Introducing Lane, a mummified Triceratops with a new address at 5555 Hermann Park Dr.

As the final countdown to the June 2 opening of our new Hall of Paleontology continues, we’ve introduced you to a few of our new roommates here at HMNS. We’ve shown you Wyrex, a T. rex with some seriously spirited fingers; and Priscilla, a mastodon with a gender identity crisis.

Now it’s time to introduce you to the head honcho, the most impressive specimen we’ve got. Meet Lane, the mummified Triceratops. That’s right, mummified. As in this guy was preserved with large swatches of his skin intact.

That’s dinosaur skin, y’all.

Not only is Lane a rare, all-bone specimen, he will be displayed with a portion of his original skin, a cast of which patrons can touch to get an idea of what dinosaur skin might have felt like if one was brave enough to get that close.

Don’t worry, he’ll have a head when you see him.

In honor of this big announcement, we’re delighted to reveal the third in our series of special T-Rex Trying for HMNS images:

T-Rex trying to settle an old score...

This one’s extra super special, because — as you’ll see when you visit your new Hall of Paleontology — our designers mounted Lane in a fighting pose with a Tyrannosaurus rex, and patrons will actually be able to walk between the two and hedge their own bets on who might’ve come out on top.

For more on Lane, his name and his history, keep checking back at Beyond Bones.

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8 thoughts on “Introducing Lane, a mummified Triceratops with a new address at 5555 Hermann Park Dr.

  1. Yes, it was written by THE Lane himself — who our triceratops is named after! But everyone will know soon 🙂

  2. I’m choked up. This is unreal, so special. No casts, but all bone. Thank you to all who worked so long and hard in getting Lane from the tomb to the museum.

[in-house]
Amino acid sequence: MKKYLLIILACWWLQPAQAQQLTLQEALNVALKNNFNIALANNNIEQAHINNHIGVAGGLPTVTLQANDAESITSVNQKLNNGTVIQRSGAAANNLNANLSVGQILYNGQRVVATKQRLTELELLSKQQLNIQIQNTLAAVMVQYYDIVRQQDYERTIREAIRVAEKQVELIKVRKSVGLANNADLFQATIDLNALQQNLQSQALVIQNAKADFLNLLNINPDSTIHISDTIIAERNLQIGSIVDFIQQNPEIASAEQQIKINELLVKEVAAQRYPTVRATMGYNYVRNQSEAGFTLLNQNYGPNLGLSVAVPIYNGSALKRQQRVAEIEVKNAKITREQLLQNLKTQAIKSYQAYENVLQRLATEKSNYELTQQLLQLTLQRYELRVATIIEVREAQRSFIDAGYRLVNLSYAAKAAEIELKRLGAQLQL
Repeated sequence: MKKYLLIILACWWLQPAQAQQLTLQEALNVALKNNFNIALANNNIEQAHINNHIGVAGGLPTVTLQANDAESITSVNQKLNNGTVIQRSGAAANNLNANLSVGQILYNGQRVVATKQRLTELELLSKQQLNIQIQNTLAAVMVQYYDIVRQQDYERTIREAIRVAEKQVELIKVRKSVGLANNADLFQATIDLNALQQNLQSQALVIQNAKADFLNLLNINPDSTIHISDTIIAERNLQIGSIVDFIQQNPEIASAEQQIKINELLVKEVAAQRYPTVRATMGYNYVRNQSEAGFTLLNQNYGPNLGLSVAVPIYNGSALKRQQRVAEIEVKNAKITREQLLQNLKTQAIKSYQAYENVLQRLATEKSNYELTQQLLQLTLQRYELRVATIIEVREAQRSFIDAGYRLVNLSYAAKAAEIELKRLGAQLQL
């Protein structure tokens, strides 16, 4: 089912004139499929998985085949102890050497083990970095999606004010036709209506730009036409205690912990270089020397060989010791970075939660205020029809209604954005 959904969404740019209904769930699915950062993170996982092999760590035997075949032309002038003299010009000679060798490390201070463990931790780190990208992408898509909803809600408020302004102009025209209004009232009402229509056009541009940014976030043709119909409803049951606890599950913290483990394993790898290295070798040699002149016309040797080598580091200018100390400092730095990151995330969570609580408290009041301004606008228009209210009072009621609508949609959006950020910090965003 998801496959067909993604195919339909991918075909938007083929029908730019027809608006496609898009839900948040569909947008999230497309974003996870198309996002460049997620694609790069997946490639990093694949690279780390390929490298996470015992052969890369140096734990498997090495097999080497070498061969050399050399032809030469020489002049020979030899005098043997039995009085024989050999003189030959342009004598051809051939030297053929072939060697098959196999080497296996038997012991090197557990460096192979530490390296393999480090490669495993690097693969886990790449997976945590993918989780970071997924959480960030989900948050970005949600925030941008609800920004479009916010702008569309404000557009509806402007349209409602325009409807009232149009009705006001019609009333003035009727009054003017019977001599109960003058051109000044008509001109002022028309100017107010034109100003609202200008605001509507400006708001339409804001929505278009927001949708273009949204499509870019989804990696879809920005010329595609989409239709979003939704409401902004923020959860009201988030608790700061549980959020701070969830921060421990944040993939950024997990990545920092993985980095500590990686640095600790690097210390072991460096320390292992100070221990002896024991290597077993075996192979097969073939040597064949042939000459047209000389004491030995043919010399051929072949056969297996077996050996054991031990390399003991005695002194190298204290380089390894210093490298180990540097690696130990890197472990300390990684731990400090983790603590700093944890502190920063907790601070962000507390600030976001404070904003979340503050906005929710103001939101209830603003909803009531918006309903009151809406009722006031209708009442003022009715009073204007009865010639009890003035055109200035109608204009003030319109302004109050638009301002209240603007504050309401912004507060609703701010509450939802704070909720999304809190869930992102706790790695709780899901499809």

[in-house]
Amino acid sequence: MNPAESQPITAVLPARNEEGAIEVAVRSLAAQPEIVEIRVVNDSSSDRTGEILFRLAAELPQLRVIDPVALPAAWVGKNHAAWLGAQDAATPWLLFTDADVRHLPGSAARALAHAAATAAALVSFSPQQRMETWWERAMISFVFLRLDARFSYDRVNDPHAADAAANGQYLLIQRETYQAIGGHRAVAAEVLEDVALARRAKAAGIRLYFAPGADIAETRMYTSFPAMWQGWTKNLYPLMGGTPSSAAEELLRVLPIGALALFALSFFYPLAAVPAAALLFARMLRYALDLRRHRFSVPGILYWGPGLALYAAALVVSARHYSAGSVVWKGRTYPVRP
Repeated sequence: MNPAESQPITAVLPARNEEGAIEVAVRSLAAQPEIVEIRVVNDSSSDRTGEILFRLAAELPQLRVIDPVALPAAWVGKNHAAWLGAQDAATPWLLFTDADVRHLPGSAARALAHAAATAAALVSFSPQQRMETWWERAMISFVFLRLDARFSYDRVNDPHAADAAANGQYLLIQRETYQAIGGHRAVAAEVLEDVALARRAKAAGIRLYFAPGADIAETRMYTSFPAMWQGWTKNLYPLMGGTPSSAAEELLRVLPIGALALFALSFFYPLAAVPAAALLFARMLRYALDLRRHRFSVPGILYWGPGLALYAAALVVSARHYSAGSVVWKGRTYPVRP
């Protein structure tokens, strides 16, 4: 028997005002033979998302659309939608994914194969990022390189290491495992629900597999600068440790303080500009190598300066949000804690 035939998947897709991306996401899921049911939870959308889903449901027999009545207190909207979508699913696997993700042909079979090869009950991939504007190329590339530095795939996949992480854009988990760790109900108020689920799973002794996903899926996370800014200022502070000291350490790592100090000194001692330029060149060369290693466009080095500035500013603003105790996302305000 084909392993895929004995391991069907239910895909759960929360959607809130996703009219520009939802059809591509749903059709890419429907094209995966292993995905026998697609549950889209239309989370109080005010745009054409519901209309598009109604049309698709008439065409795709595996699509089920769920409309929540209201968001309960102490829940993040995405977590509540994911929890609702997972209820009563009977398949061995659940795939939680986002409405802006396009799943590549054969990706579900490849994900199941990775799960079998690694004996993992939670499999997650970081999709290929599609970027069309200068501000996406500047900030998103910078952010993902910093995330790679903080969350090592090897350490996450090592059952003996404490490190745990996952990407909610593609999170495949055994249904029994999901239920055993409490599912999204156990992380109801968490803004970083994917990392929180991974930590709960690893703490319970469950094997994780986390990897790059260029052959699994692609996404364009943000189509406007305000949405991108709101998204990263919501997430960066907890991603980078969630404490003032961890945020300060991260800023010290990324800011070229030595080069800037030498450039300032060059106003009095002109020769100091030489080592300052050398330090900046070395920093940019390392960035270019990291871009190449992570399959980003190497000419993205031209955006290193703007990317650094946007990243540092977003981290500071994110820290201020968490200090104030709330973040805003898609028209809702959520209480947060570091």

I’m so inspired…I want to go on a dig and be part of the team that works so hard to find and preserve these prehistoric creatures. Where would I begin?

    If this is not feasible, then how could I be part of the education process (or any process) for the public and tell the story for this and other inspiring historical perspectives for these prehistoric creatures???


  3. A “mummified” Triceratops! I already wish I could come down to Houston and see this specimen. I’m sure it will be one of the highlights of the new paleontology halls.
    The photos of the skin impressions are very impressive. I know some paleontologists feel that triceratops may have had feathered quills, along with a few other interesting guesses at to what the skin had. From the photos of I have seen of Lane’s skin impressions, I think triceratops had skin that resembled a crocodilian. All the better to have thick hide with dermal plates if your living around Tyrannosaurus rex.
    I’m overall very excitied about the new paleontology hall and Lane in specific. Since I helped excavate some Triceratops fossils in Glenrock Wyoming with the Paleon Museum.
    Kind Regards,

  4. I had a chance to see Lane today with my kids. Absolutely magnificent! Thank you to the Zerbst family for sharing this treasure!

  5. What a GREAT example of commercial paleontology coexisting alongside academic paleontology, resulting in a wonderful specimen being exhibited for all to see. What a perfect outcome it would be if something similar comes out of the auction of the Montana Deuling Dinosaurs, set for November of this year. What a tremendous attraction for the museum that becomes the final home of the “Deulers”!!!!!

  6. anybody knows the exactly height and lenght of lane? and any picture with a person to compare the size?

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